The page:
“Clank, clank, clank.” The youngish but ragged and weary Sentaro clangs his way step by step down from his tiny apartment in the pre-dawn bluish mist to the tiny pancake shop, the sad center of his empty life. Yet it’s a lovely little Tokyo neighborhood blessed with cherry blossom trees, a transit line, gardens and just enough customers, including three regular schoolgirls, to buy the pancakes he painstakingly pours and flips on his grill.
His routine shifts when he reluctantly hires Tokue, a bent, little old lady with bright eyes and a perpetual smile to help him. In a turning point for what was looking like a plotless examination of Sentaro's routine, she teaches him to make a marvelous bean sauce to spread on the pancakes; and here the director (Naomi Kawase) inserts a spiritual biography of the beans with sparkling streams, planting and birth under warm sun, and harvest and delivery to the shop to be nourished, flavored, tenderly cooked and served.
One morning Sentaro clanks down the stairs a little late to discover that Tokue has already arrived, cooked the pancakes and beans and is serving the gathered smiling customers. These two apparently very different people bond; Tokue will stay. At about this time the film viewer is tempted to call out, “When will something happen?”
Well, it does. Among the steady customers are the schoolgirls plus an older girl, Wakana, whose personal pet is a beautiful yellow song-bird. One of the girls asks Tokue what happened to her hands—the hands and wrists are gnarled, red and lumpy. Tokue deliberately does not hear the question, and we next see the girls in their school library reading up on leprosy. Word spreads, rumors fly and the wife of the shop owner tells Sentaro that Tokue must go.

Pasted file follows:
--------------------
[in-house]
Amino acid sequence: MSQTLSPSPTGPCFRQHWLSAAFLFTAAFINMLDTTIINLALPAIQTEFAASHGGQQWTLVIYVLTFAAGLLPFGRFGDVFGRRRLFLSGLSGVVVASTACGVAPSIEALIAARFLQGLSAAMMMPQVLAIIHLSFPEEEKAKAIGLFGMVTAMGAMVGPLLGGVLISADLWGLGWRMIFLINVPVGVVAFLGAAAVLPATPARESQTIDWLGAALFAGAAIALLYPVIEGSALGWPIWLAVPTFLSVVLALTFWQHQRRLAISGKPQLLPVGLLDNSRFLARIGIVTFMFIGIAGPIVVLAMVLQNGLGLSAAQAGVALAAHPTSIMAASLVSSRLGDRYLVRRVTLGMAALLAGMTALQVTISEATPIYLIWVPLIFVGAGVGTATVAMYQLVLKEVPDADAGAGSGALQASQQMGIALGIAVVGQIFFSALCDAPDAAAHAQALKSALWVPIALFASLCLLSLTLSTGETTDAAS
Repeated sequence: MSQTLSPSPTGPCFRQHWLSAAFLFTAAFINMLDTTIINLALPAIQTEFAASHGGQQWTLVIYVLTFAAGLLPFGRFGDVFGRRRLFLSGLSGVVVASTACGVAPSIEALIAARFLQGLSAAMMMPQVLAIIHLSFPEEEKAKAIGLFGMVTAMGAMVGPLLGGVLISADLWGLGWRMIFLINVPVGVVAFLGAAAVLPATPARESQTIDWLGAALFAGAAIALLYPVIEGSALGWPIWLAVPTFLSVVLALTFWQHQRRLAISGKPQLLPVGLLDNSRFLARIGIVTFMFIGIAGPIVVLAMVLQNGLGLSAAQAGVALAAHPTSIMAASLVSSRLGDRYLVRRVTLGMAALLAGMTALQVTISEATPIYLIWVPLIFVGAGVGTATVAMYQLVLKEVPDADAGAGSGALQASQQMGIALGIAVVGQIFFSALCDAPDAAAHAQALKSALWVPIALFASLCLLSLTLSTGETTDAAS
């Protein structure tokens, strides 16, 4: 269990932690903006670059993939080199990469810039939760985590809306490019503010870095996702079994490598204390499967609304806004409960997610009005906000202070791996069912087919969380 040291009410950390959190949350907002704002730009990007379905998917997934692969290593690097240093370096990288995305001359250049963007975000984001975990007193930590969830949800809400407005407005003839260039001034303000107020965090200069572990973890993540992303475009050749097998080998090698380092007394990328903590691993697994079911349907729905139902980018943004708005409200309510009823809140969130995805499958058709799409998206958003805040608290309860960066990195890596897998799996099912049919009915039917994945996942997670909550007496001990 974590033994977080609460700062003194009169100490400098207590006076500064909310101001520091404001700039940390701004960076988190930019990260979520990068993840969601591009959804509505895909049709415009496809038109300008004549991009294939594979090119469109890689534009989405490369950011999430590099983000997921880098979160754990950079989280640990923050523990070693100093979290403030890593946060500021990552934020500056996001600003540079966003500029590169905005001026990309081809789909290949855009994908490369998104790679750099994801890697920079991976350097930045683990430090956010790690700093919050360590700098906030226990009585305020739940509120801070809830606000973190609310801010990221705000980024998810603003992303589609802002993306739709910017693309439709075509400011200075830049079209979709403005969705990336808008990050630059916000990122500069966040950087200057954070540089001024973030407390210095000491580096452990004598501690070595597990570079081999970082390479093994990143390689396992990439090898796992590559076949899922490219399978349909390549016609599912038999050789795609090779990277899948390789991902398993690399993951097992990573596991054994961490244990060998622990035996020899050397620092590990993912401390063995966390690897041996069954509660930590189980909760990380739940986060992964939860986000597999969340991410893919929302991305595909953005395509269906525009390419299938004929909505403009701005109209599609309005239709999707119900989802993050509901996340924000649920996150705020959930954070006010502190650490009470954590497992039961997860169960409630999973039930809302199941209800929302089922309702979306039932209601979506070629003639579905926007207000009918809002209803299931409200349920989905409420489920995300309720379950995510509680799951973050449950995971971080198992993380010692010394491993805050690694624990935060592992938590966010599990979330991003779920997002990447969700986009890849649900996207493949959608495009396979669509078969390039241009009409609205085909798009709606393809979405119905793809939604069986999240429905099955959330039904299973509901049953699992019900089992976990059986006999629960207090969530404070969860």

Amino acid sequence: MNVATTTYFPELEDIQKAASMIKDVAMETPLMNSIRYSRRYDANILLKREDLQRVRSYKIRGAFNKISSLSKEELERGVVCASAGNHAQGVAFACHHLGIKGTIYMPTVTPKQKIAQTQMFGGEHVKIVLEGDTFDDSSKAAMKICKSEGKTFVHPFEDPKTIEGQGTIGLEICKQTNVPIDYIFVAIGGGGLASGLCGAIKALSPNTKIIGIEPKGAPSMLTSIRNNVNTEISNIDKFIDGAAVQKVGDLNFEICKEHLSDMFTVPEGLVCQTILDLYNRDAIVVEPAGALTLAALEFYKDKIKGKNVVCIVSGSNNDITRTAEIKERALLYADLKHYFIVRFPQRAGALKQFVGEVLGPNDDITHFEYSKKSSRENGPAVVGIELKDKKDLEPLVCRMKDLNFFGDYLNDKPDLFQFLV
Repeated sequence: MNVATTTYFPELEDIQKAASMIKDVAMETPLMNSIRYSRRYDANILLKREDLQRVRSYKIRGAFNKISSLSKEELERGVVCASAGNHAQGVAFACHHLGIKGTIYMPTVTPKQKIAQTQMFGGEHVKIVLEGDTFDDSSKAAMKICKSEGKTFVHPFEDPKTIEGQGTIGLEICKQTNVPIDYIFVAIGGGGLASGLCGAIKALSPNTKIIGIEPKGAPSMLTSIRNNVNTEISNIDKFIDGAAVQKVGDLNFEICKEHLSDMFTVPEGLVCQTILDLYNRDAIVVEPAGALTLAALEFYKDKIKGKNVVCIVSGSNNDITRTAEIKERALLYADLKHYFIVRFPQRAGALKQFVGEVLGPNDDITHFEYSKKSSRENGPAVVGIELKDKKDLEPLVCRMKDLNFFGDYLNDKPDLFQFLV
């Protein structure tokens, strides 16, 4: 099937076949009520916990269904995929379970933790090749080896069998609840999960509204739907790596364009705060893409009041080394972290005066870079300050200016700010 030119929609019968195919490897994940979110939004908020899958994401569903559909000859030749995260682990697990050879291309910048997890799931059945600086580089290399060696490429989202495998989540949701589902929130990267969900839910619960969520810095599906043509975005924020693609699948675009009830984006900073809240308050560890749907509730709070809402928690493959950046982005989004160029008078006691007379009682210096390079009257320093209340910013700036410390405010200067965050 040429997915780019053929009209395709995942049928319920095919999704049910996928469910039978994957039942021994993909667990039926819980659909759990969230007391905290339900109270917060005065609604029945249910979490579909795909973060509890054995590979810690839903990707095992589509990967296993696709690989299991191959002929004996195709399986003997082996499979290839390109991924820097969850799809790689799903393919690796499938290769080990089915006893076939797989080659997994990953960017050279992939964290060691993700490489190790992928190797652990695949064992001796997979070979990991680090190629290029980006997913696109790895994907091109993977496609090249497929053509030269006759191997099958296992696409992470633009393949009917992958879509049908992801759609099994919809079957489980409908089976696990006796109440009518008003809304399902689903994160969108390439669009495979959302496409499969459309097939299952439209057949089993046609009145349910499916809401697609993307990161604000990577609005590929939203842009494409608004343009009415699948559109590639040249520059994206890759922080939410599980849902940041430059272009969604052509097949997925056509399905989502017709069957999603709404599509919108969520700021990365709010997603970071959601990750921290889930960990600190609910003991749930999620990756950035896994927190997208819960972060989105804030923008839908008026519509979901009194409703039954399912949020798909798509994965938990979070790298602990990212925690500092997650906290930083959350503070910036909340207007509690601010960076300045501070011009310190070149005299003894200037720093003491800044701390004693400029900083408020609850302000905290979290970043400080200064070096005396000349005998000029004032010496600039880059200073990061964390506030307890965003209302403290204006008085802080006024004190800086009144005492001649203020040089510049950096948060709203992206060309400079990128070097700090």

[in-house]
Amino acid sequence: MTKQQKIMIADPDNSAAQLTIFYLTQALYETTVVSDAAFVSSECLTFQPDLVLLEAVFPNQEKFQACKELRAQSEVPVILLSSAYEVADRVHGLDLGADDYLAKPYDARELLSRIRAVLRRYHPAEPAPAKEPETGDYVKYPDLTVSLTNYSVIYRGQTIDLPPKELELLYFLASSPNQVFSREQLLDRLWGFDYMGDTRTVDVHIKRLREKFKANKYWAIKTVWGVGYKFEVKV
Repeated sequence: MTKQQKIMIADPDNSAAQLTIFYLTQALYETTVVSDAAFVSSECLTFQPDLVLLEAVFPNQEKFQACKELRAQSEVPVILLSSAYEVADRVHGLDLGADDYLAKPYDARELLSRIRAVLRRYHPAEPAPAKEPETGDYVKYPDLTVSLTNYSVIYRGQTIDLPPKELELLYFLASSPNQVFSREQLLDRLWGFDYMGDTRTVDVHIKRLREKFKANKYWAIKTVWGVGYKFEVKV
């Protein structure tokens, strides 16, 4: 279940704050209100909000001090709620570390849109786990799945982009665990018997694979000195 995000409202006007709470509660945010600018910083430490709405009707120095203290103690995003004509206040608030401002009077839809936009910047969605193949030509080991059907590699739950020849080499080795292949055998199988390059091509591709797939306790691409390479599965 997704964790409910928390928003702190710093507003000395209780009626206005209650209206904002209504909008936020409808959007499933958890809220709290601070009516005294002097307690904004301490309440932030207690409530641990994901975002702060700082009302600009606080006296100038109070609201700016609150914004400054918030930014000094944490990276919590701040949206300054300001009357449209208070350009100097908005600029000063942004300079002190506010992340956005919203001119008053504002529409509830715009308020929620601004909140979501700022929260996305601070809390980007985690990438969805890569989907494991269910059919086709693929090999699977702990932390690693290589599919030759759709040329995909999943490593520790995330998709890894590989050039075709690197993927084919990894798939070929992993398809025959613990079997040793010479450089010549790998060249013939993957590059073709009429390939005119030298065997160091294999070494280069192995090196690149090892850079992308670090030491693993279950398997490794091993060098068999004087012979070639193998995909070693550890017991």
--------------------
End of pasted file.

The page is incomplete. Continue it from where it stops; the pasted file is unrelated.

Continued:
Now, based on the novel An by Durian Sukegawa, “Sweet Bean” becomes a story about other things: the life secrets that unite us but we do not share; the boundaries of law or superstition or prejudice that separate groups who should accept and care for one another; the spirits that inhabit the trees, plants and the sun and moon above, which will unify us if we will allow them. Young Wakana has been forced out of her apartment because no pets are allowed and she will not sacrifice her bird. She brings it as a gift for Tokue who has returned to her leprosarium outside town.
“Sweet Bean” has much to offer, beautiful without being powerful, religious without either churches or God, sentimental without being soupy. Toward the end Sentaro will weep; the audience may or may not. It may help to know that to write the film Kawase isolated himself in a library on the property of a leper sanatorium on the outskirts of Tokyo. And it should help us all to confront our own pasts, the secrets and tragedies that, because we have allowed them to, may have cut us off from those we should love.
"Sweet Bean" opens in select cities on Friday March 18.
Raymond A. Schroth, S.J., is literary editor of America.